Some of the media elites gave old-fashioned patriotism a clout to the jaw on May 1, May Day. When a reporter for a major American television network calls Fidel Castro “Cuba’s revolutionary hero,” without a hint of irony, you know that somebody’s confused about what’s honorable and patriotic.
In May Day reports from Havana, CBS correspondent Liz Palmer managed to utter the oxymoronic phrase not once but twice, on CBS’s The Early Show and again on the CBS Evening News. Palmer also praised new dictator Raul Castro’s efforts to “improve workers’ lives.”
Leaders of communist revolutions are not heroes. Without exception, they have been depraved monsters, responsible for murder, torture and economic destruction.
Palmer was born in England and educated in Canada, but somewhere along the line she should have learned that the Castro boys rejected the most basic American cultural and political values, namely the rule of law, respect for God-given human rights, the democratic republican form of government and the free market.
Defending these values, and celebrating the nation that adopted them, prospered from them and offered them to the world, is the core of American patriotism. Yet during the May Day episode of ABC’s Good Morning America, anchor Charlie Gibson reduced patriotism to a campaign issue. Chatting with Arianna Huffington, Gibson said Republicans “have owned, the, quote, ‘issue’ of patriotism for some time now.”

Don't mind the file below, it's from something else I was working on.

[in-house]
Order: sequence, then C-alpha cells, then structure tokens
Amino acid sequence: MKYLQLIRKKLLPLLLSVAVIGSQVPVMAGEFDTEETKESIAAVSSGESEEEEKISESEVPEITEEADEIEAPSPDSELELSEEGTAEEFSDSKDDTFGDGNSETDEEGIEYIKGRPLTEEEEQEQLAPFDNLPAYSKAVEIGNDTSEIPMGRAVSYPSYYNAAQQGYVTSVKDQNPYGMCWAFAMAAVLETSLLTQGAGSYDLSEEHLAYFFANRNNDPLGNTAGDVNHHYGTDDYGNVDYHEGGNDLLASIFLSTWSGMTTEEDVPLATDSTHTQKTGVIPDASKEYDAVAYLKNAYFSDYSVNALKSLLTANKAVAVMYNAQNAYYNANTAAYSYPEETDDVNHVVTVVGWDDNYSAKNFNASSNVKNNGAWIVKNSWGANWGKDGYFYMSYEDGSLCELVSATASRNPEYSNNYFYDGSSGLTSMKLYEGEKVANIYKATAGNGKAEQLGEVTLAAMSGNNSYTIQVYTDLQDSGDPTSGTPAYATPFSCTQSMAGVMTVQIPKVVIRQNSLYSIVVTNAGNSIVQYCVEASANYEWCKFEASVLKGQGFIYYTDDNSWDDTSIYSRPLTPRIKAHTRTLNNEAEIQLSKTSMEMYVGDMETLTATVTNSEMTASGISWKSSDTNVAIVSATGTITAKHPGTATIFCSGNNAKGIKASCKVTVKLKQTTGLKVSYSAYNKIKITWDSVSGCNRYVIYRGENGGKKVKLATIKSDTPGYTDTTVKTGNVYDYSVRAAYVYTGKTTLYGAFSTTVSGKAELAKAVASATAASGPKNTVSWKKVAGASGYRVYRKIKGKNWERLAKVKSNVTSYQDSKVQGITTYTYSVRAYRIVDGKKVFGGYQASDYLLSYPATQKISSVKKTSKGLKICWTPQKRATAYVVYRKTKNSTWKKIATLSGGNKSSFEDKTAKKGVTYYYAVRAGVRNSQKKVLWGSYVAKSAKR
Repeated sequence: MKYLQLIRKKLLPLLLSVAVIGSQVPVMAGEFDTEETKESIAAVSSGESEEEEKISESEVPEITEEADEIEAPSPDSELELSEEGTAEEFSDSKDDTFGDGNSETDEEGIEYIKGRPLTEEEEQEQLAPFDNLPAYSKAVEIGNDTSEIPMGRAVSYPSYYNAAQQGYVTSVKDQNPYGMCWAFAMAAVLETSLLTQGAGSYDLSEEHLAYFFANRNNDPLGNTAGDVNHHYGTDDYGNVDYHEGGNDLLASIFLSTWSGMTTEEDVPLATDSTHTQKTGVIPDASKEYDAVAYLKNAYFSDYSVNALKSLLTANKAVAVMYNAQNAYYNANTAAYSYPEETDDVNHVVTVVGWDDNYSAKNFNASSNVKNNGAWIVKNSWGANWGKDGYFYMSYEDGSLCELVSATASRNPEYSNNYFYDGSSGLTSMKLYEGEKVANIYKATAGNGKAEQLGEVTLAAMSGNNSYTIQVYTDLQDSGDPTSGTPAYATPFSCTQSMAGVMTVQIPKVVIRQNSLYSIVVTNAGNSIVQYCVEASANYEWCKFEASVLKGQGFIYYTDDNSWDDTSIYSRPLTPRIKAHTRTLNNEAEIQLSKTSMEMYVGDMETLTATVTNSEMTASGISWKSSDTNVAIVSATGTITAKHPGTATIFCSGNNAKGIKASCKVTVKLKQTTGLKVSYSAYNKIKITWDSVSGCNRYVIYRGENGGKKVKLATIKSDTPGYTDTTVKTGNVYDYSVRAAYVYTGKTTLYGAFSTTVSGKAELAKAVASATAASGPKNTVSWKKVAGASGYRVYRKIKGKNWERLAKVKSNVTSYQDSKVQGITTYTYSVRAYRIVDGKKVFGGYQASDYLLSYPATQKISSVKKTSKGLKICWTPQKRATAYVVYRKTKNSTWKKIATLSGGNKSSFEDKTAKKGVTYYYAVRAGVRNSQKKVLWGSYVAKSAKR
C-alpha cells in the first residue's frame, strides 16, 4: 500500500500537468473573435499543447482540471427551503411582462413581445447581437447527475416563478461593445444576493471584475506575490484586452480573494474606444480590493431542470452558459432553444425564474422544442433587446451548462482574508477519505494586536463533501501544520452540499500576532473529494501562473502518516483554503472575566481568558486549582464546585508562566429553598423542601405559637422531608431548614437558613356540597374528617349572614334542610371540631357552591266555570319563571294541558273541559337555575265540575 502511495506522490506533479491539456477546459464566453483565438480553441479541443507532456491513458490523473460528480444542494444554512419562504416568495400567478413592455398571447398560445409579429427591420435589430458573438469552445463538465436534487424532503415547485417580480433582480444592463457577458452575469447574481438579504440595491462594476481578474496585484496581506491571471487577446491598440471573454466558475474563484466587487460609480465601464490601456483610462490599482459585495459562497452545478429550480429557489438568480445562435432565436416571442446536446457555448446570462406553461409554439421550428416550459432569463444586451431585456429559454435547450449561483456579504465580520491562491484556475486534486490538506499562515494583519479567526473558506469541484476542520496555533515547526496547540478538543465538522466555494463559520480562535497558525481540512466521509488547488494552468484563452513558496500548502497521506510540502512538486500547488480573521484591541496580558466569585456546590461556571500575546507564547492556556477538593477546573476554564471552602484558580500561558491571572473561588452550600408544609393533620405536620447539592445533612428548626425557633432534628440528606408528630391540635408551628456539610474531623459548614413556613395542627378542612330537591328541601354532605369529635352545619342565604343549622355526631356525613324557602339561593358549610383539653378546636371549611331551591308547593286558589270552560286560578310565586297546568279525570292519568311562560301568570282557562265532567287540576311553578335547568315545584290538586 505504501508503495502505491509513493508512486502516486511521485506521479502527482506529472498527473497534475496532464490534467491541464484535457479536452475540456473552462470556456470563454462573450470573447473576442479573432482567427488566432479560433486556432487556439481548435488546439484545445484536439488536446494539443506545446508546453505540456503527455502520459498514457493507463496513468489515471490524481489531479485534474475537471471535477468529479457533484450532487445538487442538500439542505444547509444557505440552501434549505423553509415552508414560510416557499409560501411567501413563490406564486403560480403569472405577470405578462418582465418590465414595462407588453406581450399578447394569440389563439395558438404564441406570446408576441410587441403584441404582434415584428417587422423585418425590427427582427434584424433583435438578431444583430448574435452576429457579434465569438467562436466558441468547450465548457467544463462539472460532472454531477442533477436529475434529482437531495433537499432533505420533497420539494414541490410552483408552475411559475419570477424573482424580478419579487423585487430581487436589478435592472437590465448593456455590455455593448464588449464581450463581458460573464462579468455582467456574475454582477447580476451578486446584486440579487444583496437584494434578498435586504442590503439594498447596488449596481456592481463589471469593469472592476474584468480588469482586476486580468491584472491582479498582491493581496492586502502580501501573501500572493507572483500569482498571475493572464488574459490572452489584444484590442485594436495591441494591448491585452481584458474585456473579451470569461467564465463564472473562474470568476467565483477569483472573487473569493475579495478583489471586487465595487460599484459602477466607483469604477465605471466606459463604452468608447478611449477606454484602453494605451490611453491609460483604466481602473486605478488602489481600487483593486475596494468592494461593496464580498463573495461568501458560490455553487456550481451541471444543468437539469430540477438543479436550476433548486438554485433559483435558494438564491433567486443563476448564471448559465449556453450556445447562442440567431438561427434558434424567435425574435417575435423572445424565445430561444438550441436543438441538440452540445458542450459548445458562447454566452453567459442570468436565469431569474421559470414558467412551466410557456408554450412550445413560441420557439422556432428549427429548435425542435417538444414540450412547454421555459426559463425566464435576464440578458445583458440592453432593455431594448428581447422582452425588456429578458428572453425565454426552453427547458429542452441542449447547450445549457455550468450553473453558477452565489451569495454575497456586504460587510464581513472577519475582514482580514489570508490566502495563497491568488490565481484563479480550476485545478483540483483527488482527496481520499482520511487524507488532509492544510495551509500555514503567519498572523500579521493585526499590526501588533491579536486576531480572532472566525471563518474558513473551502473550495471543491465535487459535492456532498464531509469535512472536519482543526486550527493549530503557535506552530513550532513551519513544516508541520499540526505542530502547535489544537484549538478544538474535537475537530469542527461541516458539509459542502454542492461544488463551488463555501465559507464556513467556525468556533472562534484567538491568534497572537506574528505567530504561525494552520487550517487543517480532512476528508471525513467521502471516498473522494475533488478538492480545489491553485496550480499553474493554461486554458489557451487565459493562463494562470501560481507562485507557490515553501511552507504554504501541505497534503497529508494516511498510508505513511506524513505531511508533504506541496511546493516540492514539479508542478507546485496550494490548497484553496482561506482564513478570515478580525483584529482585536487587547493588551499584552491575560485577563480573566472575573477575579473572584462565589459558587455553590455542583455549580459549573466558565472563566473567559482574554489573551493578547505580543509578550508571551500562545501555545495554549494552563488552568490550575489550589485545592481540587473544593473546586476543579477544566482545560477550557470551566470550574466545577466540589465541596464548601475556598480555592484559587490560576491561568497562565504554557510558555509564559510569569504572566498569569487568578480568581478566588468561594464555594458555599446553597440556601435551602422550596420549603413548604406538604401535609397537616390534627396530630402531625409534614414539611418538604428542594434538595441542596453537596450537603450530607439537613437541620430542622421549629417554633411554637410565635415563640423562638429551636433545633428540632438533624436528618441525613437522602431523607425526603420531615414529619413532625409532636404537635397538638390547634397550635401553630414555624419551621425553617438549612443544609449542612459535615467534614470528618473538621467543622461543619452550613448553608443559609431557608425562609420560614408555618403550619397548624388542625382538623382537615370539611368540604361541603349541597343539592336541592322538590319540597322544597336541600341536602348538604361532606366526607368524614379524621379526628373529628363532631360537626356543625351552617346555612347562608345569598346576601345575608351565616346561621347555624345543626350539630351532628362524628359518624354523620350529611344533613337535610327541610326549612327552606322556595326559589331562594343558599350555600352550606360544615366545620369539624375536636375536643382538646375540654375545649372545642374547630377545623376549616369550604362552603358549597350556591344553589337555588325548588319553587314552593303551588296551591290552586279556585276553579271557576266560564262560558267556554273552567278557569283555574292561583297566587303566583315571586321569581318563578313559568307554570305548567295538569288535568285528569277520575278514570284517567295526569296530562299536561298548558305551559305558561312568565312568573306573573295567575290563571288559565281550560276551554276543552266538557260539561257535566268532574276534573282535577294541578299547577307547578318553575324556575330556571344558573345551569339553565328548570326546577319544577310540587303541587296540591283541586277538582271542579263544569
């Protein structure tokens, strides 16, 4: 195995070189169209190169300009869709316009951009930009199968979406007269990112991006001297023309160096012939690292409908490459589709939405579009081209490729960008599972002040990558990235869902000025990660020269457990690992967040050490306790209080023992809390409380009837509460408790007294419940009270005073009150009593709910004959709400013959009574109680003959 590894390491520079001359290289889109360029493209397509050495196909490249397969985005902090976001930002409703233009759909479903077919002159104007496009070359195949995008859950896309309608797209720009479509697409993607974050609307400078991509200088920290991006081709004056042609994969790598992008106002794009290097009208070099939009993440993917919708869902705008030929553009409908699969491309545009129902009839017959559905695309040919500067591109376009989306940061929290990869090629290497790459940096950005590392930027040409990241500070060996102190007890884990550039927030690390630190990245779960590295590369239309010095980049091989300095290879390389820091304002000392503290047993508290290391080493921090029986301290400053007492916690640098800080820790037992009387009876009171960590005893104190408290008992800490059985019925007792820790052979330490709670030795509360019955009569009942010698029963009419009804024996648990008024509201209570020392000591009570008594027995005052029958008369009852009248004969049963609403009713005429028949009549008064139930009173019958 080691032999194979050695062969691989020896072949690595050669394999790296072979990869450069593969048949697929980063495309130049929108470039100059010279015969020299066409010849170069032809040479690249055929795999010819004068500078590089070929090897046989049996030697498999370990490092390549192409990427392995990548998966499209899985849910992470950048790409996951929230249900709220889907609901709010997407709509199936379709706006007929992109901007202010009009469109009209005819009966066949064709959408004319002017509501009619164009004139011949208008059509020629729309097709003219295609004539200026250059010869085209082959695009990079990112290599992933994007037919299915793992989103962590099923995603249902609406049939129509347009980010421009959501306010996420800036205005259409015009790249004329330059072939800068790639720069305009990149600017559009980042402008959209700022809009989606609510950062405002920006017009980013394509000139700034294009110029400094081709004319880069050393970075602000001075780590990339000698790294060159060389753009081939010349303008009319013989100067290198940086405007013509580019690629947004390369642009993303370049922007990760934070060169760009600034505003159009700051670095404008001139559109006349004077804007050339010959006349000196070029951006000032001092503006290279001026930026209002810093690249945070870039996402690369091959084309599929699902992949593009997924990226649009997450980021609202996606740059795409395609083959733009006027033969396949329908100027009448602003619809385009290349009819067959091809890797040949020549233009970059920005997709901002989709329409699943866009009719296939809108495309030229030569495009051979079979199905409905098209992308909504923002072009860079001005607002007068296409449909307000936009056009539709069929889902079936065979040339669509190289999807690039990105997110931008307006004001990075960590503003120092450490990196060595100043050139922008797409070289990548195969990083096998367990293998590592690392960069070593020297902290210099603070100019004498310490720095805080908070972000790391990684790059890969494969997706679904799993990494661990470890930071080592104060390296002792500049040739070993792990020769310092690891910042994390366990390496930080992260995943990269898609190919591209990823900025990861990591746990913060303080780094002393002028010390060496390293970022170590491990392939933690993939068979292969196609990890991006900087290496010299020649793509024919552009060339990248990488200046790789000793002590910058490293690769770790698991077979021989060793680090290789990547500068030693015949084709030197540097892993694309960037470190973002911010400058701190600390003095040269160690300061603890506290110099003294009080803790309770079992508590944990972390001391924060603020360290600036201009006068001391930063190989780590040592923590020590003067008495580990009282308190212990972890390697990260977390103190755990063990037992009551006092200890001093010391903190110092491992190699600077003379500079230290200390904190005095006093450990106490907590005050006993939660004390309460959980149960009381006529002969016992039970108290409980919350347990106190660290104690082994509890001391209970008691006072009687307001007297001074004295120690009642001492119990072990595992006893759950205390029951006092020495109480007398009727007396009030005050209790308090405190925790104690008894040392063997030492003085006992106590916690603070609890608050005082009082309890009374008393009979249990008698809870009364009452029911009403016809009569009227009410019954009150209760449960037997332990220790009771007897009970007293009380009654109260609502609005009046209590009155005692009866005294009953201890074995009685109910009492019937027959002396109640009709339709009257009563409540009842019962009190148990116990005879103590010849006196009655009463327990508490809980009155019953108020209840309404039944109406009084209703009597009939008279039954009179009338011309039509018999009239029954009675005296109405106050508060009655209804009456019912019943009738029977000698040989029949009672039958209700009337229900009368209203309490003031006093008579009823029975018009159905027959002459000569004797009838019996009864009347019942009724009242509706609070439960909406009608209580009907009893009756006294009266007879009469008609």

Is defending America a mere campaign tactic? Shouldn’t it be the bottom line of American politics?
This apparent disrespect for patriotism extends beyond the media elite to encompass the political elite as well. May 1 was the legal deadline to build 700 miles of double-layer fencing along the Mexican border. Only 90 miles of fence had been erected by the deadline, and only 12 miles of that is double-layer.
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